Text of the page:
Mike Edward, Shortland Street actor and Childfund ambassador.
My happy place is Karekare beach. It has been since I was teenager and we used to go there after school. That's a big effort when you first get cars. We'd just hang out there late at night. And I had my 21st on the beach. I've just always loved it.
These days it's always the place I go to either just to have a really good time, or to regroup my long-lost spirituality (I'm always lost. I should get out there more).
In fact, I moved there after a separation last year. It was really good, it was beautiful. But then after about three months - after I stopped shedding tears and looking at the sunset - I realised I lived miles away from anywhere and should move back in.
I had a whole summer out there so I had every Saturday just playing with my kids. It was all about scaling sand dunes, jumping down them, playing in the estuary ... We've got a game called Rocks Off a Bridge, where we collect a bunch of rocks in a towel and sit on the bridge and just throw them in the water.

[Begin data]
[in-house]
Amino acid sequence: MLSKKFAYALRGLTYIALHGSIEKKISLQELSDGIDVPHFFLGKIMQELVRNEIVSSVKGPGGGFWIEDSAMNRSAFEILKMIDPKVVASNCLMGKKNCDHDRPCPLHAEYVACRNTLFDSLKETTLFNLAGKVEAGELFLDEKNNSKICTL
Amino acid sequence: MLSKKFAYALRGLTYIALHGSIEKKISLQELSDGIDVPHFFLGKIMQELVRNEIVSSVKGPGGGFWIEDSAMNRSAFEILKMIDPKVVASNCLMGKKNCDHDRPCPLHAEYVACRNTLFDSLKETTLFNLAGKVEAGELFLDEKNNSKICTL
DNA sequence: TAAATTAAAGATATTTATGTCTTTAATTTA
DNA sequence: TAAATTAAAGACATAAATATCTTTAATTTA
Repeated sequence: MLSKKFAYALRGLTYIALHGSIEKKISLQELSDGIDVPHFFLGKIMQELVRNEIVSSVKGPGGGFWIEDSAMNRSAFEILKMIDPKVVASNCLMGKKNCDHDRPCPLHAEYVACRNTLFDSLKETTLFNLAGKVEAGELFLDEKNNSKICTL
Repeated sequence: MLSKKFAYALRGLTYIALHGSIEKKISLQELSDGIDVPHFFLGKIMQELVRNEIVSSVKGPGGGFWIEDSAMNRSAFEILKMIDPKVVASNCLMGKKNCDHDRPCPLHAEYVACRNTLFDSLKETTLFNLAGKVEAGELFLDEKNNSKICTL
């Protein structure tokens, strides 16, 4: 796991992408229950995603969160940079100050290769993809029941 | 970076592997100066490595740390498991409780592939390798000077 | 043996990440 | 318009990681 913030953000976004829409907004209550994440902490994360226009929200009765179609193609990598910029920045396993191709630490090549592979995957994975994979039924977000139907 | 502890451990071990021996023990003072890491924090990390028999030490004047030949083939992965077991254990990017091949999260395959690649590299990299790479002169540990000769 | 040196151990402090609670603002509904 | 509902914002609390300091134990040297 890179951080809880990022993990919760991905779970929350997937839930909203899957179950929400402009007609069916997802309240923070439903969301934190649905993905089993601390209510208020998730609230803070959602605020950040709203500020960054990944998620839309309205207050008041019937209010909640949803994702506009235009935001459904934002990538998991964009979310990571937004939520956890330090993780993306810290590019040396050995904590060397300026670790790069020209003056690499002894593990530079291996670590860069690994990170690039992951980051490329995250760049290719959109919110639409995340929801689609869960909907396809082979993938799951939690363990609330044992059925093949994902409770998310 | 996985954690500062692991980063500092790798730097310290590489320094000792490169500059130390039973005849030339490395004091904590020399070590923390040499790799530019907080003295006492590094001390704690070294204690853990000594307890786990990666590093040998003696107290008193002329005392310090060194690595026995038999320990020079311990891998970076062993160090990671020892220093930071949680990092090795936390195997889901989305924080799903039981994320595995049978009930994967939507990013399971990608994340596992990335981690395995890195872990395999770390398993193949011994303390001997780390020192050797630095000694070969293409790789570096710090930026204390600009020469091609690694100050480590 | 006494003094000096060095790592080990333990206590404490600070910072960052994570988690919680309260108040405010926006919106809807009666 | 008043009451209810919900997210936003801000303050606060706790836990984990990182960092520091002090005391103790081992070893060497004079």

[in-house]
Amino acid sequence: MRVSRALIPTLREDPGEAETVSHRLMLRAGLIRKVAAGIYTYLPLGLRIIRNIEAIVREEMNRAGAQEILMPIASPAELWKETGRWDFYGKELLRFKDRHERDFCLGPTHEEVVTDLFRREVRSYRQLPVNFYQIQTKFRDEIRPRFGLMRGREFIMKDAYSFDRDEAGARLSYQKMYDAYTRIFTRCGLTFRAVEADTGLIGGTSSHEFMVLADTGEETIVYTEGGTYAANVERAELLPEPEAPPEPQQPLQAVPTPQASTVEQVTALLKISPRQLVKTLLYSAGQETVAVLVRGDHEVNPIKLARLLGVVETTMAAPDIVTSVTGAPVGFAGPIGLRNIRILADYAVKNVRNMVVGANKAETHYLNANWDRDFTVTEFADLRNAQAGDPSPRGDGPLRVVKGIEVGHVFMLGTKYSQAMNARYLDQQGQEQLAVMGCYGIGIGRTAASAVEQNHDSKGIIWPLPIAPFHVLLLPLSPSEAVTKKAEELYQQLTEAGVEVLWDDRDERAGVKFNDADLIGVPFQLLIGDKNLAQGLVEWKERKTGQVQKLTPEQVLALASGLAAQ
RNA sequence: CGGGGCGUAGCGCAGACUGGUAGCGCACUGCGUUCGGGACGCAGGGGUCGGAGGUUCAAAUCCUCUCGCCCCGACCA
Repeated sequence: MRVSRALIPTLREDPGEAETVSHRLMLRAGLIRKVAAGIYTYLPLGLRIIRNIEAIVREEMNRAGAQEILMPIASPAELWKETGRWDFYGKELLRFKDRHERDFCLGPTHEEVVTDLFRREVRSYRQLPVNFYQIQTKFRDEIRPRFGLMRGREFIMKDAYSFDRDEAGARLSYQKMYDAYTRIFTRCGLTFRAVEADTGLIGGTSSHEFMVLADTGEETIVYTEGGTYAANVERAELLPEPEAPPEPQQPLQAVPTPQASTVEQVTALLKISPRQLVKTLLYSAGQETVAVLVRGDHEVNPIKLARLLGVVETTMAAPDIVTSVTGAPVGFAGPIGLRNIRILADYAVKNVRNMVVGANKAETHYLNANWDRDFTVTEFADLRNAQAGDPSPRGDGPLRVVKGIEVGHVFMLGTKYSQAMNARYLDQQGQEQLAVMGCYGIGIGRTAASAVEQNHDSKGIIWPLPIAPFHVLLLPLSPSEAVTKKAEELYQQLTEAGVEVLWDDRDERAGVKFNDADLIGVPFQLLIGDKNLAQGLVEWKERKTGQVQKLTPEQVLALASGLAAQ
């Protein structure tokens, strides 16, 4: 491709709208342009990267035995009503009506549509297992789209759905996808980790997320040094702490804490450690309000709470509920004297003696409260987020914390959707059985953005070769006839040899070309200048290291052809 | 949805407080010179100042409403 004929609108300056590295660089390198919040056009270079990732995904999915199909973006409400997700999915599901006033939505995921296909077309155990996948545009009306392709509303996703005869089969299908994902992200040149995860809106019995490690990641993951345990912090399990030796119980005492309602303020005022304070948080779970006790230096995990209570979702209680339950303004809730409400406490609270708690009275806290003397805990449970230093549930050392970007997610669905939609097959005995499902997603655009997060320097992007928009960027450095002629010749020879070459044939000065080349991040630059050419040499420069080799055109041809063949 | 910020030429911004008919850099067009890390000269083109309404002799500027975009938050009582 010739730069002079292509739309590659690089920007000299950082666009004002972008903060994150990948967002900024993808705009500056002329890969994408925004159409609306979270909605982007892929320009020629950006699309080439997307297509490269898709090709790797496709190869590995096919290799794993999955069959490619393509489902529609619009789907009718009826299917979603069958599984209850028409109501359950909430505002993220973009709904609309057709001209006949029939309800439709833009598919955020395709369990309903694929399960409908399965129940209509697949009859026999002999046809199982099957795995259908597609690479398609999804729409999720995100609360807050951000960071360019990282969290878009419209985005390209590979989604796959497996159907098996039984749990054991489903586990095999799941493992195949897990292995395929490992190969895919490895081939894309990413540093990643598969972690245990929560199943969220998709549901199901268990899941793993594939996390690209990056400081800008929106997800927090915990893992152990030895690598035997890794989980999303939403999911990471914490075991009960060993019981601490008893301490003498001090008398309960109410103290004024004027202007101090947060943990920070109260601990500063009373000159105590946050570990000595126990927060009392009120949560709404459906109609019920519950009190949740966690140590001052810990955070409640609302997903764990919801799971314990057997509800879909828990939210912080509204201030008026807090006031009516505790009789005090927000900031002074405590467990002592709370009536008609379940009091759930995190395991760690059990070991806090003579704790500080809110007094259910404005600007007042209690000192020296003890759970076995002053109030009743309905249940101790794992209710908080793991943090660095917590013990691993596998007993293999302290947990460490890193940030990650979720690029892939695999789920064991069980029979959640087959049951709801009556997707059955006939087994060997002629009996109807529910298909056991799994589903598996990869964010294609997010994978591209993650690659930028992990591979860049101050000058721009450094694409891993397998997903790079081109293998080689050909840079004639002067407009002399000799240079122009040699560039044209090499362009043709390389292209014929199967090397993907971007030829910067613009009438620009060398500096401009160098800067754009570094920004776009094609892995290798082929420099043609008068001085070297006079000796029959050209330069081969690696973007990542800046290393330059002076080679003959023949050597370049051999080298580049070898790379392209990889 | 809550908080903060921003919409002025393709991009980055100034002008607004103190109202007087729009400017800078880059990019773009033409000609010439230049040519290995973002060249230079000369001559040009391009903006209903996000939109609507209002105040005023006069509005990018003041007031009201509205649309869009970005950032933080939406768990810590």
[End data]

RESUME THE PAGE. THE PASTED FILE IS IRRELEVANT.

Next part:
That's actually more fun for my son Ali, being 2, than it is for Ella, being 12. Ella will often go exploring on her own, climbing the rocks and stuff, which is really cool.
It's a pretty peaceful drive out there. Half way your phone goes out of service - no one can call you, no one can text you - and you start unwinding immediately. It's like when you jump on an aeroplane. You get a sense of relaxation just travelling there.
The cool thing is that there's probably a kilometre walk over dunes before you get to the beach. You know you're at the beach when you have to get your shoes off and walk across the stream. With a 2 1/2-year-old boy, the walk can take an hour in itself. Inevitably on the way back he's on my shoulders because he's knackered.
We get so busy in this world we live in, with our phones and our jobs and our day-to-day stuff, that any time any of us is put in the situation where we can see nature, and feel a sense of awe and the relativity of our own problems in the scope of the universe, it just gives us perspective.
I think Karekare for me is what that's all about. It's no different from gazing at the stars. You realise that all those little things that have been niggling at you maybe aren't so bad.